Exercising Outside in Cold Weather: How to Stay Safe
Exercising outside is an enjoyable and healthy activity, but can become problematic during the winter months. New difficulties with outdoors exercise arise when the temperatures drop. Chief among these are the dangers to health and well-being inherent in the cold. While it can be tempting to hibernate all winter and abandon physical activity, you’ll be happier and healthier if you keep working out. Awareness of the dangers of cold weather and knowledge of how to protect yourself is what you need.
The risks fall in to two categories: those that stem from the severe weather that can accompany the cold, and those caused or exacerbated by the cold itself. The first category includes extreme weather conditions such as hail, heavy snow, or a lightning storm. Use basic common sense: if a blizzard is forecast to be hitting your area, go running on another day. Similarly, if there is ice on the roads, don’t go out until it is salted or melts in the sun. It’s hard to avoid falling on ice (especially if you are walking or running) and a nasty fall can result in broken bones.
Avoid walking on roads if visibility is bad. Even relatively light snowfall can be deadly if it obscures motorist’s vision. Wear bright colors even in good conditions, since pale clothing will blend you into the snowy background. If there is snow on the ground, put on boots or non-slip shoes. Wear waterproof clothing that will keep wetness out. Your shoes or boots should also be waterproof — leather is a good material to choose. Wear socks that absorb moisture.
Of course, colder weather doesn’t necessitate snowfall or other extreme weather. The cold itself can make exercise outdoors tricky. If you are not adequately protected, you are in danger of frostbite or hypothermia. Frostbite is the partial freezing of body tissue. In severe cold the body naturally directs blood flow to its most important parts, the organs. This leaves the extremities farthest from the heart at risk of frostbite. Pain, numbness, and skin discoloration are the chief signs of the condition. In worst-case scenarios the effected tissue will have to be removed.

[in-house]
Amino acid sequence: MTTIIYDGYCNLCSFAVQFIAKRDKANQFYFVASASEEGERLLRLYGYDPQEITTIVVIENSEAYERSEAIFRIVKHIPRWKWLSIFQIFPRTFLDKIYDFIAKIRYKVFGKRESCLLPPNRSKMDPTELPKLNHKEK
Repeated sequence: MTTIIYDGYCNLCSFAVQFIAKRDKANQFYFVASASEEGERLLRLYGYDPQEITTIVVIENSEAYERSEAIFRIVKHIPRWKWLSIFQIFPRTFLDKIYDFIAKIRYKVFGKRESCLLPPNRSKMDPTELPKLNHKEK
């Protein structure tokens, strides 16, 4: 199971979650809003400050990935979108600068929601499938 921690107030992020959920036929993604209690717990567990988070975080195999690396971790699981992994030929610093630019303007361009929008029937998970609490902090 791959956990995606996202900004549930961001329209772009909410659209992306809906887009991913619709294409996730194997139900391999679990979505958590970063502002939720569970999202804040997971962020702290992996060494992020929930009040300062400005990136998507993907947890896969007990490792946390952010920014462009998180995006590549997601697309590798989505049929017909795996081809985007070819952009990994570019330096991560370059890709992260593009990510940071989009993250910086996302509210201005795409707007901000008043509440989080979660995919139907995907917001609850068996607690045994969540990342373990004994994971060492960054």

Hypothermia is an even more serious condition in which the body’s core temperature drops below 95 °F (98.6 °F is normal). If you are suffering from hypothermia you will shiver severely and experience mental confusion. Hypothermia will be fatal if left untreated, and can cause permanent damage even if a victim does survive.
However, hypothermia and frostbite are extreme dangers that will be avoided if the right preventive measures are taken. They are no reason to eschew outdoors exercise in cold weather. Wear warm enough clothing and follow basic safeguards and you will be fine.
Dress in warm, loose layers (wool is the best material for retaining heat). Multiple layers will function like insulation, trapping warm air in between each item of clothing and keeping out the cold. Try to wear breathable clothing (especially for your outer layer) that will let perspiration escape. The innermost layer should be made of a material that will wick away sweat. Cover up as much exposed skin as possible. If there is no need for the bright clothes mentioned earlier, wear dark clothes since they absorb the most possible heat from the sun.
You should pay particular attention to what you put on your feet, hands, and head, since they are especially vulnerable to the cold. Always wear socks if exercising in the cold. Your socks should be loose so that warm air can be trapped in between your toes. Wearing socks that extend above your ankle will provide more protection. On your hands, wear mittens instead of gloves, since having your fingers touch each other will make them warmer. Your head should always be protected, as an uncovered head can bleed body heat very quickly. Wear a warm hat, preferably one that covers your ears (or use earmuffs). A ski mask also works.
Remember, when it comes to clothing in cold weather, it’s better to be safe than sorry. Too much clothing has never hurt anyone — while too little can be very dangerous. If you do find yourself getting hot as you exercise, simply peel off a layer or two and tie the items around your waist, or take off your hat.
There are a few medical conditions that can make exercising in the cold problematic even if all the normal precautions are taken. Those with high-blood pressure or heart problems can have difficulties because freezing conditions place higher stress on the cardiovascular system, since the body constricts blood vessels (thereby raising blood pressure) in cold weather to keep more blood near the organs. Asthmatics can also suffer in the winter because the air is cold and dry. If you have either of these conditions, be careful to avoid over exertion when exercising outside in the cold.
Exercising outside during the winter brings with it added challenges, but those challenges are far from insurmountable. It is clear that a little common sense, a few precautions, and attention to the risks inherent to winter weather are all that is needed. Don’t let the cold keep you cooped up inside the whole winter. Follow this guide and you will be able to exercise outside throughout the entire season.